Chile didn’t use to be on the top of one’s mind when one thought about startups. But the Government of Chile took one swift step which has been changing attitudes globally in how they perceive Chile in terms of starting up. The government of Chile infused $880k into the system initially to accelerate the first batch of 22 startups in 2010. The program has been a huge success and batch on batch, the number of entries and the buzz has been increasing. Most recently, 105 companies were selected as a part of the 6th batch. So, what really happens at the accelerator? Here’s in conversation with Shreekant Pawar, the founder of Diabeto who are a part of the ongoing 5th batch and were also one of our Tech30 companies:
Q: How hard a decision was it to decide to go to Chile?
A: It was a difficult decision since we had a prototype in making and also were in the process of raising investment but at the same time, the lure of Chilicon valley (That’s how we say it here now) was extremely strong. We needed to test the new market and make connections and so we decided to be there.
Q: $40k in equity free capital. Was is the biggest pull?
A: It was the major deciding factor. We had received invites from 3 other Startup Incubators but all had an equity factor. Moreover, the money comes directly from the government and ours being social product, we wanted to deal with government and thus this was the perfect platform.
Q: How long is the program and how rigorous is it?
A: The program runs for 6 months after signing the contract, It actually feels like a second MBA for me but WAY cooler, everybody is busy with their projects. We have demo days, events, talks, seminars and not to forget, the super cool barbeque parties happening. Sometimes, I even forget to breathe
Q: What kind of support is provided during the 6 months?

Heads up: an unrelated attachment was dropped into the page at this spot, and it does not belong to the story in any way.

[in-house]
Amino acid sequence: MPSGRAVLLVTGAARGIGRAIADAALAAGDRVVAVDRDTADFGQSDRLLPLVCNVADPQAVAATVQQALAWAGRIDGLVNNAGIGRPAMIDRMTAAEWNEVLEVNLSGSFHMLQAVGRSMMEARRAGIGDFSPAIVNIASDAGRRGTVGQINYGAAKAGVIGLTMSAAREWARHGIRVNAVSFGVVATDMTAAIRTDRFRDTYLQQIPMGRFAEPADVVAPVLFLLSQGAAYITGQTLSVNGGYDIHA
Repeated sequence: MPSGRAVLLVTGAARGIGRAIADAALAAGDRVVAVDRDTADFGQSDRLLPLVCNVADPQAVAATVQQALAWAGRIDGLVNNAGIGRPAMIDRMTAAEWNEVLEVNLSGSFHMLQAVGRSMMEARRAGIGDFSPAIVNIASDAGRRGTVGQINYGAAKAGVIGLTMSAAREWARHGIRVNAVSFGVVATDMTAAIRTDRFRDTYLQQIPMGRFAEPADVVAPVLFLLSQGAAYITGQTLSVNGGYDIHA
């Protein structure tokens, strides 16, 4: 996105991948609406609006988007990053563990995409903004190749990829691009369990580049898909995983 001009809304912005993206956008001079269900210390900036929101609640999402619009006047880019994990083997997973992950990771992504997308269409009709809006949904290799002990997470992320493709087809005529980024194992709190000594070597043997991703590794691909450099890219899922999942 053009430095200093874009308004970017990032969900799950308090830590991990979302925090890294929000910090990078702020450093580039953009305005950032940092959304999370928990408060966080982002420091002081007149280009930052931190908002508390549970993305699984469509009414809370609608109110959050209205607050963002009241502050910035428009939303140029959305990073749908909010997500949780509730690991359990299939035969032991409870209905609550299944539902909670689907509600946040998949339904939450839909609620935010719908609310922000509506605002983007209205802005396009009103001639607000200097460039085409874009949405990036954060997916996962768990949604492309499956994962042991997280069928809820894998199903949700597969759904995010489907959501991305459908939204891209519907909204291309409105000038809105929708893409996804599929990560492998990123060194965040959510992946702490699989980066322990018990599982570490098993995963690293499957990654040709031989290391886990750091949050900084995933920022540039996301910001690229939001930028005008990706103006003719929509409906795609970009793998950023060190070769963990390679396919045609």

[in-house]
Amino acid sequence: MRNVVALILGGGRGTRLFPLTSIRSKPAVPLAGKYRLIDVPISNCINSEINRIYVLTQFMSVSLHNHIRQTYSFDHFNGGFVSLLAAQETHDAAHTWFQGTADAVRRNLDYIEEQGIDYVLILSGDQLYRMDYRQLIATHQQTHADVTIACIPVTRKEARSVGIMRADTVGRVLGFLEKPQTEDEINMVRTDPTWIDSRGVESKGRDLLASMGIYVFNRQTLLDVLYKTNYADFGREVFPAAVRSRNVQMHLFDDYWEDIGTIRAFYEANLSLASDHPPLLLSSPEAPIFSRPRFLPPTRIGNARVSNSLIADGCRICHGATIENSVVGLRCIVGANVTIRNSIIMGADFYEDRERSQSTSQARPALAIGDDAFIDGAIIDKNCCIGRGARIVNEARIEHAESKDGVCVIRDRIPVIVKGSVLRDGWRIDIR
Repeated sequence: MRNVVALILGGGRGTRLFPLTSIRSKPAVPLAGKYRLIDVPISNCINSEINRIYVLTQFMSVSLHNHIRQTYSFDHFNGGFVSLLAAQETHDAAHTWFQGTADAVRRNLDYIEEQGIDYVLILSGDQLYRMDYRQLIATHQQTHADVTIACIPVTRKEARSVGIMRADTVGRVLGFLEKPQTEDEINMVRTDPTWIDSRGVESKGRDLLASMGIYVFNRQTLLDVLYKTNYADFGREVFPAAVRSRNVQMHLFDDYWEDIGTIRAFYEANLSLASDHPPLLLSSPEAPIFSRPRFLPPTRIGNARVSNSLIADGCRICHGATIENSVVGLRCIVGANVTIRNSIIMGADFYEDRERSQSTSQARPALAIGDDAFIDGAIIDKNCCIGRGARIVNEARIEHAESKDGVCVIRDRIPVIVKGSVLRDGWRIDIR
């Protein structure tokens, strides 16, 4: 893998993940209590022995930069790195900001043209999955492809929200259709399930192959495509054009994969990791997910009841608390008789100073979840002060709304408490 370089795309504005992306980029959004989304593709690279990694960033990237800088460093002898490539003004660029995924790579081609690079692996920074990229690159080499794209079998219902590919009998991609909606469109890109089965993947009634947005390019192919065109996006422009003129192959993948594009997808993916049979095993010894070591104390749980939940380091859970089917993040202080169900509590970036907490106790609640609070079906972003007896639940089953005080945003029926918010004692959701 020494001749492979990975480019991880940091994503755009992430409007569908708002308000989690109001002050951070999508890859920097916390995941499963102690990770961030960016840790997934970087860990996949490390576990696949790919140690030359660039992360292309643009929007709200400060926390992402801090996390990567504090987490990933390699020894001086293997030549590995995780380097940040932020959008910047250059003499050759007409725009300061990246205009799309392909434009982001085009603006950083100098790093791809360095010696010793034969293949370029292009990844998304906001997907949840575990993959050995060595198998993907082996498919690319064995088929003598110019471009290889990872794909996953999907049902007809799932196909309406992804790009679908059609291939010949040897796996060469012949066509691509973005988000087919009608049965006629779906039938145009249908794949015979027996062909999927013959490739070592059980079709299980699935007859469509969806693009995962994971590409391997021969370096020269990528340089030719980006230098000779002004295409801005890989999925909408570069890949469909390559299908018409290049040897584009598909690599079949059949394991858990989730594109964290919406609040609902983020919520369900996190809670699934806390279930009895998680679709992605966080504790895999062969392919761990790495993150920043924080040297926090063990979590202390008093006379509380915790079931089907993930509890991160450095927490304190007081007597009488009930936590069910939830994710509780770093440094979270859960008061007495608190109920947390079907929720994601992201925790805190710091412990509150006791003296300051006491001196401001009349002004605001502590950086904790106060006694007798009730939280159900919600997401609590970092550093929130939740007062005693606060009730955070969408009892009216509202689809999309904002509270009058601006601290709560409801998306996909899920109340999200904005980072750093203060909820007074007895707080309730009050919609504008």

A: There are demo days happening wherein investors from Latin America and America are invited, this is an excellent platform for startups who are ready to raise. Moreover, PR is an ongoing process. Plus, there are seminars, workshops happening on every aspect of Startup, right from time management to lean startup to financing/fund raising to pitching.
Q: How conducive is the atmosphere to work?
A: We have two major co-working spaces which can house more than 125 people at a time. Working with fellow entrepreneurs while sharing the same enthusiastic atmosphere is a different high, oh and yea, coffee, cookies and croissants are on the house!
More pics here
Q: Do you intend to stay back? How many people do?
A: Although, I am tempted to, I will be returning since our development is in India and office in USA and India. I don’t have the stats about that but quite a few stay back; mainly those who are targeting the latin-american market. (few stats here)
Q: What would be you biggest learning from the whole experience?
Latin American market is a whole different ballgame, maneuvering ahead in this market is definitely the biggest learning. Putting it broadly, the experience teaches you how to go forward in different markets.
Q: Which stage startup would you recommend to apply?
A: Right about any, we also have startups in ideating stages in here and also we have startups who have pivoted midway and of course, we have startups who are already profitable.
Q: Anything else you’d like to add?
A: Just when we landed, we came to know about the biggest sustainability event, common pitch where Al Gore was speaking and the whole of Chile applied, we were selected as one of the finalists at this event.
We wish Diabeto all the best in it’s endeavor and stay tuned for more from the Startup Chile…